Emigration from the United States

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American diaspora
Flag of the United States.svg
Total population
9,000,000[1] (2016, est.)
Regions with significant populations
Dominican Republic200,000[10]
United Kingdom139,000–197,143[12][13]
Puerto Rico189,000[14]
Costa Rica130,000[15]
South Korea120,000–158,000[16]
Hong Kong60,000[19]
Japan55,713 (2017)[21]
United Arab Emirates50,000[24]
Saudi Arabia40,000[26]
Spain34,638 (2018)[28]
El Salvador19,000[34]
New Zealand17,751[35]
Ireland17,552 (2017)[36]
English, Spanish and others.
Protestantism, Roman Catholicism, Judaism, Mormonism and Others
Related ethnic groups

Emigration from the United States is a complex demographic process where individuals born in the United States move to live in other countries, creating an American diaspora (overseas Americans). The process is the reverse of the immigration to the United States. The United States does not keep track of emigration, and counts of Americans abroad are thus only available courtesy of statistics kept by the destination countries.


There are a wide range of reasons for which Americans might emigrate from the country. While some emigrate for economic reasons, the United States' position as an affluent country and a country with a strong immigrant history means that many leave for a chance to experience other parts of the world, to return to their country of origin, for religious reasons, such as missionary work, or to escape policies of the American government.[45]

With the ongoing problems with the American economy, and increase in economic opportunities for skilled workers in emerging markets, economic opportunities are increasingly driving migration abroad, both for native-born Americans[46] and naturalized immigrants returning to their home country.

Common reasons for living abroad are marriage/partnership, study, employment, and retirement. Since children born in the United States to non-citizens are generally automatically granted U.S. citizenship, children born to migrant workers, temporary foreign employees on visas, or international students are U.S. citizens, and when they return to their countries of origin, they are also considered to be U.S. citizens living abroad. They are sometimes called "accidental Americans".[47]

Other reasons for Americans to leave the United States are for political reasons, racism, economic inequality, and no universal healthcare. Normally, Americans do not easily have access to any foreign country for the purpose of permanent residence (with certain exceptions such as Jews emigrating to Israel, Americans of Irish descent emigrating to Ireland, etc), so the American diaspora is relatively small in comparison to the total American population.[citation needed]

Reasons include:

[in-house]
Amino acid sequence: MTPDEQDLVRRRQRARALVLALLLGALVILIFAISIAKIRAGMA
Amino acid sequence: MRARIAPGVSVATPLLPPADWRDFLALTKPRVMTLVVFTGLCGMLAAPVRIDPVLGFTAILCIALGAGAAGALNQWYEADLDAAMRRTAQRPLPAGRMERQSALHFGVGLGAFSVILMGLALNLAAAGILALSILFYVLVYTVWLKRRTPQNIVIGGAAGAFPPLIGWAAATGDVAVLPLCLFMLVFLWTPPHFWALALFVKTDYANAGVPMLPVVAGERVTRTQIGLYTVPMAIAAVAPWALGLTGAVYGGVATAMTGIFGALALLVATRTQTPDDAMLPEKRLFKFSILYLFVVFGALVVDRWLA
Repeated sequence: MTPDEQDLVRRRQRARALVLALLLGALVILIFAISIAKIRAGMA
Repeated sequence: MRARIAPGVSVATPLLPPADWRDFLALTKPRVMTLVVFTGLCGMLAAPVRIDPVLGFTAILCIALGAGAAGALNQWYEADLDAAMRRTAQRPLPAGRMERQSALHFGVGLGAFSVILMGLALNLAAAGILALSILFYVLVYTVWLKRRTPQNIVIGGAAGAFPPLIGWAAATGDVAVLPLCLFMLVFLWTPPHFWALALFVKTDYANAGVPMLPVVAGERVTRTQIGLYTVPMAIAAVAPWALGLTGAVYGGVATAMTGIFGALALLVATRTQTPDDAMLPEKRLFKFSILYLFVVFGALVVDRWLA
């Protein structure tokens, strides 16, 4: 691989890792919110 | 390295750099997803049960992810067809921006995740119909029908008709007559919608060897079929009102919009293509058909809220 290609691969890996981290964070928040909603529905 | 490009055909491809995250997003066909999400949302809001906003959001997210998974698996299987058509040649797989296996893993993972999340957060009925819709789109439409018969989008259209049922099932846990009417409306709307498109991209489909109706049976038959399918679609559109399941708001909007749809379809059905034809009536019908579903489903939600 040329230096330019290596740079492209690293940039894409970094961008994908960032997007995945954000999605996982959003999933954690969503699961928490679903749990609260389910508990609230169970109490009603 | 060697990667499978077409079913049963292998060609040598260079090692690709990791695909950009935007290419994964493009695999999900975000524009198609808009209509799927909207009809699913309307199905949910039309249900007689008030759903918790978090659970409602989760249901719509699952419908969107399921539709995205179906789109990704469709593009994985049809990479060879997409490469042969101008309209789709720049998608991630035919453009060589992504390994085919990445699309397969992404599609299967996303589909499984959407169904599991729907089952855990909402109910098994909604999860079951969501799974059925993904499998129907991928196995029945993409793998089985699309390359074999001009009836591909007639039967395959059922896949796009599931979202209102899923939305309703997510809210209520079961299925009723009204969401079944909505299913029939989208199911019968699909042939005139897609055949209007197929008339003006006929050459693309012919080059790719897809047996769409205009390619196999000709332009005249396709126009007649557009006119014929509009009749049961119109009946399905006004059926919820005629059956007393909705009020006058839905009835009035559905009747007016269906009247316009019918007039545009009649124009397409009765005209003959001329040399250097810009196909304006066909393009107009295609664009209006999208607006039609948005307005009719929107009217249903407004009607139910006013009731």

• Economic reasons (e.g. inexpensive housing in Mexico[48])
  • Political reasons
  • Access to benefits and health reasons (see Universal health care)
  • Evasion of legal liabilities (e.g. crimes, taxes, loans, etc.)
  • Family reasons (most common with recent immigrants or permanent residents)
  • Marriage to a foreigner
  • Safety concerns
  • Wanting to experience a new culture
  • Religious reasons (e.g. Jewish migration to Israel)
  • Individuals living in a diaspora in the United States wanting to go back to their original homelands
  • Loss of rights due to having a felony
  • Men avoiding military service or fighting in wars (pre-1973)

According to a Gallup poll from January 2019, 40 percent of women under the age of 30 would like to leave the United States.[49]

Net effect[edit]

The United States is a net immigration country, meaning more people are arriving to the U.S. than leaving it. There is a scarcity of official records in this domain.[50] Given the high dynamics of the emigration-prone groups, emigration from the United States remains indiscernible from temporary country leave.


There are no exact figures on how many Americans live abroad. In 1999, a State Department estimate suggested that the number may be between 3 million and 6 million.[51][52] In 2016, the agency estimated 9 million U.S. citizens were living abroad.[1] However, these numbers are highly open to dispute as they often are unverified and can change rapidly.[53] The United States Census Bureau does not count Americans abroad and individual American embassies offer only rough estimates, which makes the U. S. the only developed country that does not even attempt a formal enumeration of expatriate citizens. The State Department does not release what statistics it may have, citing "security reasons."[51]

One reasonably "hard" indicator of the U.S. citizen population overseas is offered by the fact that often when they have a child abroad, they obtain a Consular Report of Birth Abroad from a US consulate as a proof of the child's U.S. citizenship. The Bureau of Consular Affairs reports issuing 503,585 such documents over the decade 2000–2009. Based on this, and on some assumptions about the family composition and birth rates, some authors estimate the US civilian population overseas as between 3.6 and 4.3 million.[54]

Sizes of certain subsets of US citizens living abroad can be estimated based on statistics published by the Internal Revenue Service. US Citizens are liable for US income tax even if they reside overseas; however, if they receive earned income (wages, salaries, etc.) while residing in a foreign country, they can exclude an amount of foreign earned income from the US taxation or receive credit for foreign taxes paid. The IRS reported that almost 335,000 tax returns with such a foreign-earned income exclusion form were received in 2006.[55] This imposes a lower (and very imprecise) bound on the number of US citizens who were living and working in foreign countries at the time.